SLUG Style: Emmaly Anderson
Emmaly Anderson is a local musician who does vocals for powerviolence band NARC and works for buy-sell-trade clothing shop Pib’s X-Change. Anderson loves the ’80s and amalgamates her punk background with the agency of choosing from a hodgepodge of clothing options while working at Pib’s. You can see her eclectic style on display here.
Every month, SLUG Style features a distinct and unique member of the community and asks them why they do what they do. Exploring more than just clothing, SLUG Style is an attempt to feature the people who give Salt Lake City flavor through personality and panache.
SLUG: What are your stylistic influences? This could be a band, decade, fictional character—anything.
Anderson: I’ve always loved the ’80s—punk and goth babes like Siouxsie Sioux and Joan Jett have inspired me since I was a little kid. My childhood love of anime and alternative Japanese street fashion guides my taste, too. The character Misa Amane from Death Note and other cartoon goth girls have inspired me for a long time. My style changes a lot based on how I’m feeling. Sometimes I like feeling cute and feminine, but I also like to wear casual clothes that make me feel androgynous.
SLUG: Tell us about your band NARC—your role in the band, about the powerviolence you play, lyrical/ideological themes, and how your sense of style intersects with the band and music/punk overall.
Anderson: I do vocals and write lyrics, my boyfriend Spencer plays guitar, and our buddy Tyler does drums. I mostly write angry political songs about killing cops and hating capitalism and stuff like that, but sometimes I just complain about my petty personal problems. We play powerviolence because it’s fun—it’s high-energy, angry, chaotic, therapeutic. I guess our music ties in with my style because they’re both constantly evolving creative outlets where I do whatever I want without limitations.
SLUG: When buying clothes at Pib’s, which items never make it to the floor because you’ve instantly pulled them aside to buy for yourself?
Anderson: Hooters shirts! I have a small collection of them from Pib’s, just because I think they’re funny. If I find a shirt for a band I love, it’s coming home with me that day. There are plenty of things that come in that I immediately feel a need for.
SLUG: What about working for Pib’s has influenced, shaped or helped you reenvision your style?
Anderson: My style was much more static before I started working at Pib’s—I kept myself in boxes and had a limited idea of my own style. I’m exposed to a lot of different styles and clothes that I didn’t think I would wear but end up loving. I’m much more open-minded and have fallen in love with plenty of items and styles that I didn’t think were “me” before.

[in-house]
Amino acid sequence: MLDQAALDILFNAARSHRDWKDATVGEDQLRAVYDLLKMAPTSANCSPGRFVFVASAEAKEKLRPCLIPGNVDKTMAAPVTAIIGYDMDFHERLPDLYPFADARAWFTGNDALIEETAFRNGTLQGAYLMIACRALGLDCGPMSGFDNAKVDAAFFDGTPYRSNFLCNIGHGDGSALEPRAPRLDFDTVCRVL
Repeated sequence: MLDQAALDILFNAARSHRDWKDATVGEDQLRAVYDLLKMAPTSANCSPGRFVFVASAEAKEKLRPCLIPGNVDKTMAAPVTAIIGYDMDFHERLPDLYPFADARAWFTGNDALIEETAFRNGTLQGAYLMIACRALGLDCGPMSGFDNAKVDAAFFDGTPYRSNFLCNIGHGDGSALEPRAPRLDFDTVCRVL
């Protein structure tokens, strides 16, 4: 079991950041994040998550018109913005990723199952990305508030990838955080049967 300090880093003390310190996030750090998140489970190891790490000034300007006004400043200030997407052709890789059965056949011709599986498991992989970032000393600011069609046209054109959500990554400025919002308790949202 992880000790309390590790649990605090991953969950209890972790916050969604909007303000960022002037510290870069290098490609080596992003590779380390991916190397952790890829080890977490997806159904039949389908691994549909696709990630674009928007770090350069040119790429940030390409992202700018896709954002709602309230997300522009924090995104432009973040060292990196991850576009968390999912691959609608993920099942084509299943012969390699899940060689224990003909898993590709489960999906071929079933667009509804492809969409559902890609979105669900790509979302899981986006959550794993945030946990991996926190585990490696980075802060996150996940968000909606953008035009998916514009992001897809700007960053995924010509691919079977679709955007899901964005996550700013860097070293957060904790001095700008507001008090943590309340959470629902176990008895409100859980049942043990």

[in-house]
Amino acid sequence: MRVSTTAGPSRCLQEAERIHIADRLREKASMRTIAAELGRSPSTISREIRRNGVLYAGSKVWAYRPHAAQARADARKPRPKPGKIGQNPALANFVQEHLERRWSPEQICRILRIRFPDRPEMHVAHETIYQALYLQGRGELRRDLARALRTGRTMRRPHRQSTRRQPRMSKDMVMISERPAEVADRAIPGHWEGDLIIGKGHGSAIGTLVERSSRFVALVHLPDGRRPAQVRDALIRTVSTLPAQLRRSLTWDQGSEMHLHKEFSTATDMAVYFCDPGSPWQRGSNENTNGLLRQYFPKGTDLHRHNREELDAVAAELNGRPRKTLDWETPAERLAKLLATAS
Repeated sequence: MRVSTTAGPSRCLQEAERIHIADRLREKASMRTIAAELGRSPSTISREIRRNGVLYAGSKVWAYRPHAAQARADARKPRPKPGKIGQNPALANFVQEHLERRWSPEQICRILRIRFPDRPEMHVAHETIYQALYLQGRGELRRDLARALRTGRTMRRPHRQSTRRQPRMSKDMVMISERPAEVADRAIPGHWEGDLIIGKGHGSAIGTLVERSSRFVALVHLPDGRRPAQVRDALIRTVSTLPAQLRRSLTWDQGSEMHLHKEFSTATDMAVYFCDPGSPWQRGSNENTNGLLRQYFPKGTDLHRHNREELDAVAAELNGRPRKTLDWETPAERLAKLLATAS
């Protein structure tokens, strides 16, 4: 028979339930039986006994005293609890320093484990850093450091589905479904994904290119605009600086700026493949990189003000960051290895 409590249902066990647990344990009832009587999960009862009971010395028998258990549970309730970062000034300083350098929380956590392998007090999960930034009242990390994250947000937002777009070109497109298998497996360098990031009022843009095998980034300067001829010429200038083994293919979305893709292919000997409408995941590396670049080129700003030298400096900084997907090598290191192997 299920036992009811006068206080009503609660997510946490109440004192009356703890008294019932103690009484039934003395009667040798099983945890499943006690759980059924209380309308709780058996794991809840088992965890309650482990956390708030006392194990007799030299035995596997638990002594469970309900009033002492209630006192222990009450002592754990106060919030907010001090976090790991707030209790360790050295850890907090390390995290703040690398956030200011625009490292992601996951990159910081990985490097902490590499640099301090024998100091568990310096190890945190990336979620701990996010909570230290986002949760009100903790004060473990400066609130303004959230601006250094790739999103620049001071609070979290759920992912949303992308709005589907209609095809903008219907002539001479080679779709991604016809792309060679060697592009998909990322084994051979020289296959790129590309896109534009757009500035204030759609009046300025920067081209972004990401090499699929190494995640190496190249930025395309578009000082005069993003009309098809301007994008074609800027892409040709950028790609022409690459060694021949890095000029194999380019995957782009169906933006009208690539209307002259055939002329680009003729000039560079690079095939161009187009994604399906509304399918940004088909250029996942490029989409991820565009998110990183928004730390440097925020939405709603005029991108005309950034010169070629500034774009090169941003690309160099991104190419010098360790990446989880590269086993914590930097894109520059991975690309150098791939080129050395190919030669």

SLUG: What are your other interests or hobbies? What is the hobby or interest that you have that no one would realize to ask you about?
Anderson: I play video games quite a bit, mostly Animal Crossing. I was a figure skater for a long time, but I gave up on it recently—maybe I’ll get back into it with enough money, motivation and free time. That’s the only hobby of mine that’s unique or interesting at all. I’ve been trying to spend more of my free time creating art, mostly collaging and customizing clothes.
SLUG: There seem to be some eclectic influences in your style that you unify and make your own. What all goes into how you conceptualize and put together your style?
Anderson: I take inspiration from celebrities and artists I’m fond of, but I get most of my inspiration from people I see everyday at work and online—that’s where I see the most creativity. I get a lot of ideas just from cool people I see out and about or when I’m scrolling through Instagram. There are some parts of my style that aren’t necessarily inspired by anyone in particular—sometimes I’m just drawn to clothes and there’s no thought behind it.
SLUG: To what extent do your hair and makeup influence your looks? How much might you change your hair and makeup to complement your clothing?
Anderson: I cut my hair into a mullet so that my hair would reflect my style without needing any extra effort. I do similar makeup every day because I just really like big eyeliner and I think I look best with it.
SLUG: Are you always “on,” or would someone see you at the grocery store, for example, with less elements of your style?
Anderson: I’m usually “off,” to be honest. I’m trying to be content with myself without putting in the daily effort of getting dressed up and putting on makeup. I always get ready for work because I see so many people, but if I’m having a chill day, I don’t really bother—I go in public hungover in sweatpants all the time.
SLUG: What are your favorite pieces and/or outfits and why?
Anderson: This Wilson leather jacket with these sweet shoulder pads that I actually just bought at Pib’s. I feel way cooler whenever I wear it. These motorcycle boots (another Pib’s find) are my favorite shoes because they look badass, and they’re actually the comfiest ever. I have a decent collection of goth lolita dresses from the Japanese brand Moi-Meme-Moitie that I adore, but I don’t really wear them because they’re too nice and I don’t want to ruin them.
SLUG: How has your personal style evolved over time?
Anderson: I’ve gone through a lot of phases ever since I was a 10-year-old emo kid. My personal style now is just a goofy combination of the different styles I’ve been into, and it keeps changing all the time.
SLUG: How may people support NARC?